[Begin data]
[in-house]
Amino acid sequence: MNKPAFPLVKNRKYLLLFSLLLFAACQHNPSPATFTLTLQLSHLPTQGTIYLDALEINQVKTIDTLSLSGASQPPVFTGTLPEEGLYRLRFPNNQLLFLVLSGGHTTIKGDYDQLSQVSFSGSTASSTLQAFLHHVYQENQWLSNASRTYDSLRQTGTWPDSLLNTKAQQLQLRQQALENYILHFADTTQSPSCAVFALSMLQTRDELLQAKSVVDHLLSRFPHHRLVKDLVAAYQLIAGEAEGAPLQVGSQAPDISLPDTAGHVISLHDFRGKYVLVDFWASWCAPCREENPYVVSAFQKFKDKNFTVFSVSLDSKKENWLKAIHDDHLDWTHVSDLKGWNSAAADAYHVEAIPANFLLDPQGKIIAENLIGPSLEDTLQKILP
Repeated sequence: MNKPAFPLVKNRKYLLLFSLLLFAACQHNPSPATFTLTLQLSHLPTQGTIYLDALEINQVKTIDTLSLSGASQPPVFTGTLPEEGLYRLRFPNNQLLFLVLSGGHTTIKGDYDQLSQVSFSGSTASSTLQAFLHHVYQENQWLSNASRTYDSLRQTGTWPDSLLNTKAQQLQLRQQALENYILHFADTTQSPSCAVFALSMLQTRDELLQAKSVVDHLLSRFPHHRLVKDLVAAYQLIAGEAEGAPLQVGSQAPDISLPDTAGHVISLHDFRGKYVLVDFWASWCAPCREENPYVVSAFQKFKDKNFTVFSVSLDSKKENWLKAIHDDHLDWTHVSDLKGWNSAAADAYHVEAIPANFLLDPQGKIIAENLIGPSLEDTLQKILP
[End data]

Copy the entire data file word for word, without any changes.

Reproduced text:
[in-house]
Amino acid sequence: MNKPAFPLVKNRKYLLLFSLLLFAACQHNPSPATFTLTLQLSHLPTQGTIYLDALEINQVKTIDTLSLSGASQPPVFTGTLPEEGLYRLRFPNNQLLFLVLSGGHTTIKGDYDQLSQVSFSGSTASSTLQAFLHHVYQENQWLSNASRTYDSLRQTGTWPDSLLNTKAQQLQLRQQALENYILHFADTTQSPSCAVFALSMLQTRDELLQAKSVVDHLLSRFPHHRLVKDLVAAYQLIAGEAEGAPLQVGSQAPDISLPDTAGHVISLHDFRGKYVLVDFWASWCAPCREENPYVVSAFQKFKDKNFTVFSVSLDSKKENWLKAIHDDHLDWTHVSDLKGWNSAAADAYHVEAIPANFLLDPQGKIIAENLIGPSLEDTLQKILP
Repeated sequence: MNKPAFPLVKNRKYLLLFSLLLFAACQHNPSPATFTLTLQLSHLPTQGTIYLDALEINQVKTIDTLSLSGASQPPVFTGTLPEEGLYRLRFPNNQLLFLVLSGGHTTIKGDYDQLSQVSFSGSTASSTLQAFLHHVYQENQWLSNASRTYDSLRQTGTWPDSLLNTKAQQLQLRQQALENYILHFADTTQSPSCAVFALSMLQTRDELLQAKSVVDHLLSRFPHHRLVKDLVAAYQLIAGEAEGAPLQVGSQAPDISLPDTAGHVISLHDFRGKYVLVDFWASWCAPCREENPYVVSAFQKFKDKNFTVFSVSLDSKKENWLKAIHDDHLDWTHVSDLKGWNSAAADAYHVEAIPANFLLDPQGKIIAENLIGPSLEDTLQKILP